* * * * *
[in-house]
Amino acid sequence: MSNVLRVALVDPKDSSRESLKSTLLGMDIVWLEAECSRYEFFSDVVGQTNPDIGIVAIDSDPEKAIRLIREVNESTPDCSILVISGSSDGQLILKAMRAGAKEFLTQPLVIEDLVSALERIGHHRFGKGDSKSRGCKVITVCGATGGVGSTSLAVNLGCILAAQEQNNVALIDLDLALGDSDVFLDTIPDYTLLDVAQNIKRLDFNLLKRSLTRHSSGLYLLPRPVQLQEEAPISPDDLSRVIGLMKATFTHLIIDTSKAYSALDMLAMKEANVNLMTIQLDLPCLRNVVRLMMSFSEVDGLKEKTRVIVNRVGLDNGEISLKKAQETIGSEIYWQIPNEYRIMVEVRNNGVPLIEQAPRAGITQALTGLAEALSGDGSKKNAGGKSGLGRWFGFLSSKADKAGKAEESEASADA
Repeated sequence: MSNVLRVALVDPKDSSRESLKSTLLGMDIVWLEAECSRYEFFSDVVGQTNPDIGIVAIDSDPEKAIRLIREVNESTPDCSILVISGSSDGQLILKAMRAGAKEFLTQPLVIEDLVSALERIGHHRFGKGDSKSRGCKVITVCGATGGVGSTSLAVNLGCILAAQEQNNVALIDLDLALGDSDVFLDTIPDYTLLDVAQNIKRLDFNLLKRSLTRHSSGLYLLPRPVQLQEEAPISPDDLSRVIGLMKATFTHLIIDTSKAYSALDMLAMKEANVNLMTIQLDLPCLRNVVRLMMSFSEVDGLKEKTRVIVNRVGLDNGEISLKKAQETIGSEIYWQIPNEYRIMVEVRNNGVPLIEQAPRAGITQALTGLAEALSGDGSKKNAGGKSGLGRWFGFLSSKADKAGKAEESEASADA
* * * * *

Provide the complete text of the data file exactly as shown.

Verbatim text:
[in-house]
Amino acid sequence: MSNVLRVALVDPKDSSRESLKSTLLGMDIVWLEAECSRYEFFSDVVGQTNPDIGIVAIDSDPEKAIRLIREVNESTPDCSILVISGSSDGQLILKAMRAGAKEFLTQPLVIEDLVSALERIGHHRFGKGDSKSRGCKVITVCGATGGVGSTSLAVNLGCILAAQEQNNVALIDLDLALGDSDVFLDTIPDYTLLDVAQNIKRLDFNLLKRSLTRHSSGLYLLPRPVQLQEEAPISPDDLSRVIGLMKATFTHLIIDTSKAYSALDMLAMKEANVNLMTIQLDLPCLRNVVRLMMSFSEVDGLKEKTRVIVNRVGLDNGEISLKKAQETIGSEIYWQIPNEYRIMVEVRNNGVPLIEQAPRAGITQALTGLAEALSGDGSKKNAGGKSGLGRWFGFLSSKADKAGKAEESEASADA
Repeated sequence: MSNVLRVALVDPKDSSRESLKSTLLGMDIVWLEAECSRYEFFSDVVGQTNPDIGIVAIDSDPEKAIRLIREVNESTPDCSILVISGSSDGQLILKAMRAGAKEFLTQPLVIEDLVSALERIGHHRFGKGDSKSRGCKVITVCGATGGVGSTSLAVNLGCILAAQEQNNVALIDLDLALGDSDVFLDTIPDYTLLDVAQNIKRLDFNLLKRSLTRHSSGLYLLPRPVQLQEEAPISPDDLSRVIGLMKATFTHLIIDTSKAYSALDMLAMKEANVNLMTIQLDLPCLRNVVRLMMSFSEVDGLKEKTRVIVNRVGLDNGEISLKKAQETIGSEIYWQIPNEYRIMVEVRNNGVPLIEQAPRAGITQALTGLAEALSGDGSKKNAGGKSGLGRWFGFLSSKADKAGKAEESEASADA